Unfolded sub-volume 134 can be visualized as a stacked series of vertical slice images V1, V2, . . . Vj, as shown in FIG. 3B. Each vertical slice provides a panoramic image obtained at some depth within unfolded sub-volume 134. Subsequent steps then present the unfolded views to the user as a type of index to the volume that is to be assigned dissection lines. That is, selection from the unfolded view enables the user to provide hint (or seed) information that is used for dissection and, in most cases, subsequent segmentation of the tooth or other object.
The one or more concentric curves or curved paths in FIG. 3A could be traced using an automated approach or a semi-automatic approach. In an automated approach, slice S1 can be processed through a sequence of steps that include noise filtering, smoothing, intensity thresholding, binary morphological filtering, medial curve estimation, and pruning to identify a first curve that fits or approximates the arch shape of the teeth region. Subsequent concentric curves can then be defined using the shape and position of the first estimated curve as a starting point. These steps described are exemplary steps that are well known to those skilled in the art; other manual and automated processing steps could alternately be performed for providing a structure to support unfolding.
A semi-automatic approach can be simpler and more robust, without requiring an elaborate operator interface. For such an approach, user input initializes a few nodes along an imaginary medial axis of the arch shape region in slice S1 (FIGS. 3A, 3B), for example. These few nodes then become starting points for a curve-fitting algorithm, such as a spline-fitting sequence, for example, to form a first curve that fits the arch shape of the teeth region. Subsequent concentric curves can then be generated using the first estimated curve. Steps for operator-assisted curve definition and generation of parallel or otherwise related curves are familiar to those skilled in the image analysis arts.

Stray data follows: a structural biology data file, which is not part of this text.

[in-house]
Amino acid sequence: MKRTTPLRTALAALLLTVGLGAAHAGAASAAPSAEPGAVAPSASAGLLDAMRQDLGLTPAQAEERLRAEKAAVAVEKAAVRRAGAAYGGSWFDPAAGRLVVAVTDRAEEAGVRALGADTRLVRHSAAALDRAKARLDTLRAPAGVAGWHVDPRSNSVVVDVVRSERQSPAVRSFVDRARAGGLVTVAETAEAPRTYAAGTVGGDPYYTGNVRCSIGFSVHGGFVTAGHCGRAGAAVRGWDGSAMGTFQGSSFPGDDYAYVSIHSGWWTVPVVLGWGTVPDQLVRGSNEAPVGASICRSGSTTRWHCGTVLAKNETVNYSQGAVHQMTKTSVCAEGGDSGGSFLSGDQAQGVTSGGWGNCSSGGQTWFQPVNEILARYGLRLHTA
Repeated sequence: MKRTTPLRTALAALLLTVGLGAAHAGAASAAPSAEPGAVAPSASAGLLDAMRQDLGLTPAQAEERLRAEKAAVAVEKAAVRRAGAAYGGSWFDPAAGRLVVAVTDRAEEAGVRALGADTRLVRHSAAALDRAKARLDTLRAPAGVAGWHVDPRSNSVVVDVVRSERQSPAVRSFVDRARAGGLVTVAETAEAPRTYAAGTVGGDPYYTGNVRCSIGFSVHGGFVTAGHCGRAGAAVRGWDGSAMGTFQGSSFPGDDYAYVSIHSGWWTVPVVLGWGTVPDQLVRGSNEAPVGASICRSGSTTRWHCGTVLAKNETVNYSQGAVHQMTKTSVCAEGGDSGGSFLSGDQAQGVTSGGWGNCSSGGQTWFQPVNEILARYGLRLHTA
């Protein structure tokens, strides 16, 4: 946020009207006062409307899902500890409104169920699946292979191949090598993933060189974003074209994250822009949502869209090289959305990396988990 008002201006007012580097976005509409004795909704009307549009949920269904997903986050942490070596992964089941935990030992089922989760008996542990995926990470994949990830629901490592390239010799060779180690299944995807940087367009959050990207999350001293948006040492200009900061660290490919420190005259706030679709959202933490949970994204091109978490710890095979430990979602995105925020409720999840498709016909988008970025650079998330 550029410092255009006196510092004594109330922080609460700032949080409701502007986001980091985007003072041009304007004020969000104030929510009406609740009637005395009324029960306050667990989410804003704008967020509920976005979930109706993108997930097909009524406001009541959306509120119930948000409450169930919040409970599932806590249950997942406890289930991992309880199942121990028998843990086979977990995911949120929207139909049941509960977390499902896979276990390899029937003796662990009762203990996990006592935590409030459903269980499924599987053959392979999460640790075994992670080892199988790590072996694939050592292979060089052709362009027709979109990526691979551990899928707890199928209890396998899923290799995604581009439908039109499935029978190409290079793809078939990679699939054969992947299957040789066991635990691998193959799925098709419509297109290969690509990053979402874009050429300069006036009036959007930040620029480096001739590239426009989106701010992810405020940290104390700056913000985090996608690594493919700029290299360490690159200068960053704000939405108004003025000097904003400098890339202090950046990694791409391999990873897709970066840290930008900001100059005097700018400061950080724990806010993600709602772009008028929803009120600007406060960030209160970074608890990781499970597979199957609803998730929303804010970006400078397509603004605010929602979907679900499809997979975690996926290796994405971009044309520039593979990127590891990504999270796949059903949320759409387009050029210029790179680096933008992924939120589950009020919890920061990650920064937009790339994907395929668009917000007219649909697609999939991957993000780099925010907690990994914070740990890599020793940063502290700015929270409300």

Once the concentric curves are formed in step 106 (FIG. 1), computation step 108 computes lines that are generally perpendicular to the concentric curves in the tomographic image space. These perpendicular lines facilitate finding dissection lines between the teeth in subsequent processing. Exemplary perpendicular lines are shown as unfold lines L1 and L2 in FIG. 4. It is readily understood that two neighboring perpendicular lines could touch or intersect at one end but be spaced apart at the other end by examining the exemplary perpendicular lines in slice S1 in FIG. 4.
In an unfolding step 110 (FIG. 1) the curved slab including one or more of the regions of one or more high density objects is unfolded with the help of the computed lines that are perpendicular to the concentric curves.